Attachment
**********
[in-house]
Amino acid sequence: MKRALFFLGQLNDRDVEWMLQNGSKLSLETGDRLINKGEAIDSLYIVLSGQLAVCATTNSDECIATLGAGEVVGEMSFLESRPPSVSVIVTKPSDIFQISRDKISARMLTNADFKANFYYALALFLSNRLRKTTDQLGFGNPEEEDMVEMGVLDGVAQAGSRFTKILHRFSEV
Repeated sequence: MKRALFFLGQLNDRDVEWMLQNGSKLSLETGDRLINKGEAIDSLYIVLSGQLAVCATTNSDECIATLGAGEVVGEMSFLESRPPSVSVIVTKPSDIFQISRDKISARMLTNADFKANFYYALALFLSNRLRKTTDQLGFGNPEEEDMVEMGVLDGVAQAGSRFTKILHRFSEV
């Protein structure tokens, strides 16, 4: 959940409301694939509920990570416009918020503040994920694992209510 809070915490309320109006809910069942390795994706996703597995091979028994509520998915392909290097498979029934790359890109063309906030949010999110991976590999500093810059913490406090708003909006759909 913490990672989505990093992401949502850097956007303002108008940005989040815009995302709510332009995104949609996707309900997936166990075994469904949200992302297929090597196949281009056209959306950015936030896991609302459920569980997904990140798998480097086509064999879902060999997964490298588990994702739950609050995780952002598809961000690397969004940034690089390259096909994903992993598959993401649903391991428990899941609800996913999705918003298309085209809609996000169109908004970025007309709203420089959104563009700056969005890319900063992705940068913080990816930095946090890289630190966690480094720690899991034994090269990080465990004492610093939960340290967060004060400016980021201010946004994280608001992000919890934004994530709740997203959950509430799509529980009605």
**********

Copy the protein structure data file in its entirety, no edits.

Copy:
[in-house]
Amino acid sequence: MKRALFFLGQLNDRDVEWMLQNGSKLSLETGDRLINKGEAIDSLYIVLSGQLAVCATTNSDECIATLGAGEVVGEMSFLESRPPSVSVIVTKPSDIFQISRDKISARMLTNADFKANFYYALALFLSNRLRKTTDQLGFGNPEEEDMVEMGVLDGVAQAGSRFTKILHRFSEV
Repeated sequence: MKRALFFLGQLNDRDVEWMLQNGSKLSLETGDRLINKGEAIDSLYIVLSGQLAVCATTNSDECIATLGAGEVVGEMSFLESRPPSVSVIVTKPSDIFQISRDKISARMLTNADFKANFYYALALFLSNRLRKTTDQLGFGNPEEEDMVEMGVLDGVAQAGSRFTKILHRFSEV
């Protein structure tokens, strides 16, 4: 959940409301694939509920990570416009918020503040994920694992209510 809070915490309320109006809910069942390795994706996703597995091979028994509520998915392909290097498979029934790359890109063309906030949010999110991976590999500093810059913490406090708003909006759909 913490990672989505990093992401949502850097956007303002108008940005989040815009995302709510332009995104949609996707309900997936166990075994469904949200992302297929090597196949281009056209959306950015936030896991609302459920569980997904990140798998480097086509064999879902060999997964490298588990994702739950609050995780952002598809961000690397969004940034690089390259096909994903992993598959993401649903391991428990899941609800996913999705918003298309085209809609996000169109908004970025007309709203420089959104563009700056969005890319900063992705940068913080990816930095946090890289630190966690480094720690899991034994090269990080465990004492610093939960340290967060004060400016980021201010946004994280608001992000919890934004994530709740997203959950509430799509529980009605």